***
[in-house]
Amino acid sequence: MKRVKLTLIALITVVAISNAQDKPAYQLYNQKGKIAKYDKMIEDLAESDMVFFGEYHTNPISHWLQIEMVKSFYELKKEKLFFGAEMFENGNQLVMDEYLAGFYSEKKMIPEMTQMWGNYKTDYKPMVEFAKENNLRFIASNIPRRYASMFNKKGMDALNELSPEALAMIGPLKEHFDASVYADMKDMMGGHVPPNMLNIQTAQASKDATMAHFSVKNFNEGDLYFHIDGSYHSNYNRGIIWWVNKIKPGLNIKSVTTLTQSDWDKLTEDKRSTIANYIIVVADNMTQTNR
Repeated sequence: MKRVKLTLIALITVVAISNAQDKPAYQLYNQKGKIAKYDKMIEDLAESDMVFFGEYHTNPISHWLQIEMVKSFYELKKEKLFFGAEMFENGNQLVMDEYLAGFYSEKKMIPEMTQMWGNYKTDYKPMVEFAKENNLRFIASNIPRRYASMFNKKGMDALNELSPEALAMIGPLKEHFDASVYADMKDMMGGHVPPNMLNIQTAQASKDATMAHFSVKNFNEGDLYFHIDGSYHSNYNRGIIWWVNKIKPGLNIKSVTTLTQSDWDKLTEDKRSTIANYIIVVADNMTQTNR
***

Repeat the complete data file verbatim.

[in-house]
Amino acid sequence: MKRVKLTLIALITVVAISNAQDKPAYQLYNQKGKIAKYDKMIEDLAESDMVFFGEYHTNPISHWLQIEMVKSFYELKKEKLFFGAEMFENGNQLVMDEYLAGFYSEKKMIPEMTQMWGNYKTDYKPMVEFAKENNLRFIASNIPRRYASMFNKKGMDALNELSPEALAMIGPLKEHFDASVYADMKDMMGGHVPPNMLNIQTAQASKDATMAHFSVKNFNEGDLYFHIDGSYHSNYNRGIIWWVNKIKPGLNIKSVTTLTQSDWDKLTEDKRSTIANYIIVVADNMTQTNR
Repeated sequence: MKRVKLTLIALITVVAISNAQDKPAYQLYNQKGKIAKYDKMIEDLAESDMVFFGEYHTNPISHWLQIEMVKSFYELKKEKLFFGAEMFENGNQLVMDEYLAGFYSEKKMIPEMTQMWGNYKTDYKPMVEFAKENNLRFIASNIPRRYASMFNKKGMDALNELSPEALAMIGPLKEHFDASVYADMKDMMGGHVPPNMLNIQTAQASKDATMAHFSVKNFNEGDLYFHIDGSYHSNYNRGIIWWVNKIKPGLNIKSVTTLTQSDWDKLTEDKRSTIANYIIVVADNMTQTNR